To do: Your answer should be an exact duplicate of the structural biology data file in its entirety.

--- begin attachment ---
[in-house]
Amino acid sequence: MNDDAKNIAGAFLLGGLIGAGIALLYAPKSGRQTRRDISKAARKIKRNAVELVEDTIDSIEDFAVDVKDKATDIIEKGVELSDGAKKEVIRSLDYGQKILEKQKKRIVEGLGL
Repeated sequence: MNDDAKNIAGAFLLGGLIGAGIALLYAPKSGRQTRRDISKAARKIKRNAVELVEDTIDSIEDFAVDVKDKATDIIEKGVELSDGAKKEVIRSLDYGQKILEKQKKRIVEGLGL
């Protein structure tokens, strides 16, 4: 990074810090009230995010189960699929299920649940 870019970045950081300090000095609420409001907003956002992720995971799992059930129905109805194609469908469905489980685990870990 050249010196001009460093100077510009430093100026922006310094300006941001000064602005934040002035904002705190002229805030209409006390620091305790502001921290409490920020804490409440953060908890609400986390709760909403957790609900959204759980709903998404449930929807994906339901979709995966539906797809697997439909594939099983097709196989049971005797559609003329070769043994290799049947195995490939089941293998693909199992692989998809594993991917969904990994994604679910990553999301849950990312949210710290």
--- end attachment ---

[in-house]
Amino acid sequence: MNDDAKNIAGAFLLGGLIGAGIALLYAPKSGRQTRRDISKAARKIKRNAVELVEDTIDSIEDFAVDVKDKATDIIEKGVELSDGAKKEVIRSLDYGQKILEKQKKRIVEGLGL
Repeated sequence: MNDDAKNIAGAFLLGGLIGAGIALLYAPKSGRQTRRDISKAARKIKRNAVELVEDTIDSIEDFAVDVKDKATDIIEKGVELSDGAKKEVIRSLDYGQKILEKQKKRIVEGLGL
């Protein structure tokens, strides 16, 4: 990074810090009230995010189960699929299920649940 870019970045950081300090000095609420409001907003956002992720995971799992059930129905109805194609469908469905489980685990870990 050249010196001009460093100077510009430093100026922006310094300006941001000064602005934040002035904002705190002229805030209409006390620091305790502001921290409490920020804490409440953060908890609400986390709760909403957790609900959204759980709903998404449930929807994906339901979709995966539906797809697997439909594939099983097709196989049971005797559609003329070769043994290799049947195995490939089941293998693909199992692989998809594993991917969904990994994604679910990553999301849950990312949210710290």